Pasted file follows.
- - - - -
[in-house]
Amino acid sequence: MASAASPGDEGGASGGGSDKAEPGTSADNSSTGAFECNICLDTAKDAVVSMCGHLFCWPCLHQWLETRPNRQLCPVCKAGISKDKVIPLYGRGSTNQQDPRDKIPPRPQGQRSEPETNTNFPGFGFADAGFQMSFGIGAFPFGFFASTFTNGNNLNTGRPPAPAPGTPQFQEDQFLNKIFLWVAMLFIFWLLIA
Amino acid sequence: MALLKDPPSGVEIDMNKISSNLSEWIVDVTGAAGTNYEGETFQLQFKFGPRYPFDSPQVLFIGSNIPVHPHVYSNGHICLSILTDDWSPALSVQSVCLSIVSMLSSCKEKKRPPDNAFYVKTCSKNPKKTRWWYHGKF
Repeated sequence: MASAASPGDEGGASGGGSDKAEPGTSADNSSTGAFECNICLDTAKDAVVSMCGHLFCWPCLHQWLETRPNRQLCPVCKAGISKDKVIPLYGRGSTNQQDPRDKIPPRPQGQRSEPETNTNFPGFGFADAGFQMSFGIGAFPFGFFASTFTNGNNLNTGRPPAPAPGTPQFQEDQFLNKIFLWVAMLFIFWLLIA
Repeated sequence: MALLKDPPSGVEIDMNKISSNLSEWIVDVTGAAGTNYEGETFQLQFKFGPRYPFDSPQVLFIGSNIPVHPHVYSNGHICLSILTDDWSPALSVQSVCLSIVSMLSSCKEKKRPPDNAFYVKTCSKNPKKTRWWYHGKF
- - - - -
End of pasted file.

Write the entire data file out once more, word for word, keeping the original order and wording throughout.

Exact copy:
[in-house]
Amino acid sequence: MASAASPGDEGGASGGGSDKAEPGTSADNSSTGAFECNICLDTAKDAVVSMCGHLFCWPCLHQWLETRPNRQLCPVCKAGISKDKVIPLYGRGSTNQQDPRDKIPPRPQGQRSEPETNTNFPGFGFADAGFQMSFGIGAFPFGFFASTFTNGNNLNTGRPPAPAPGTPQFQEDQFLNKIFLWVAMLFIFWLLIA
Amino acid sequence: MALLKDPPSGVEIDMNKISSNLSEWIVDVTGAAGTNYEGETFQLQFKFGPRYPFDSPQVLFIGSNIPVHPHVYSNGHICLSILTDDWSPALSVQSVCLSIVSMLSSCKEKKRPPDNAFYVKTCSKNPKKTRWWYHGKF
Repeated sequence: MASAASPGDEGGASGGGSDKAEPGTSADNSSTGAFECNICLDTAKDAVVSMCGHLFCWPCLHQWLETRPNRQLCPVCKAGISKDKVIPLYGRGSTNQQDPRDKIPPRPQGQRSEPETNTNFPGFGFADAGFQMSFGIGAFPFGFFASTFTNGNNLNTGRPPAPAPGTPQFQEDQFLNKIFLWVAMLFIFWLLIA
Repeated sequence: MALLKDPPSGVEIDMNKISSNLSEWIVDVTGAAGTNYEGETFQLQFKFGPRYPFDSPQVLFIGSNIPVHPHVYSNGHICLSILTDDWSPALSVQSVCLSIVSMLSSCKEKKRPPDNAFYVKTCSKNPKKTRWWYHGKF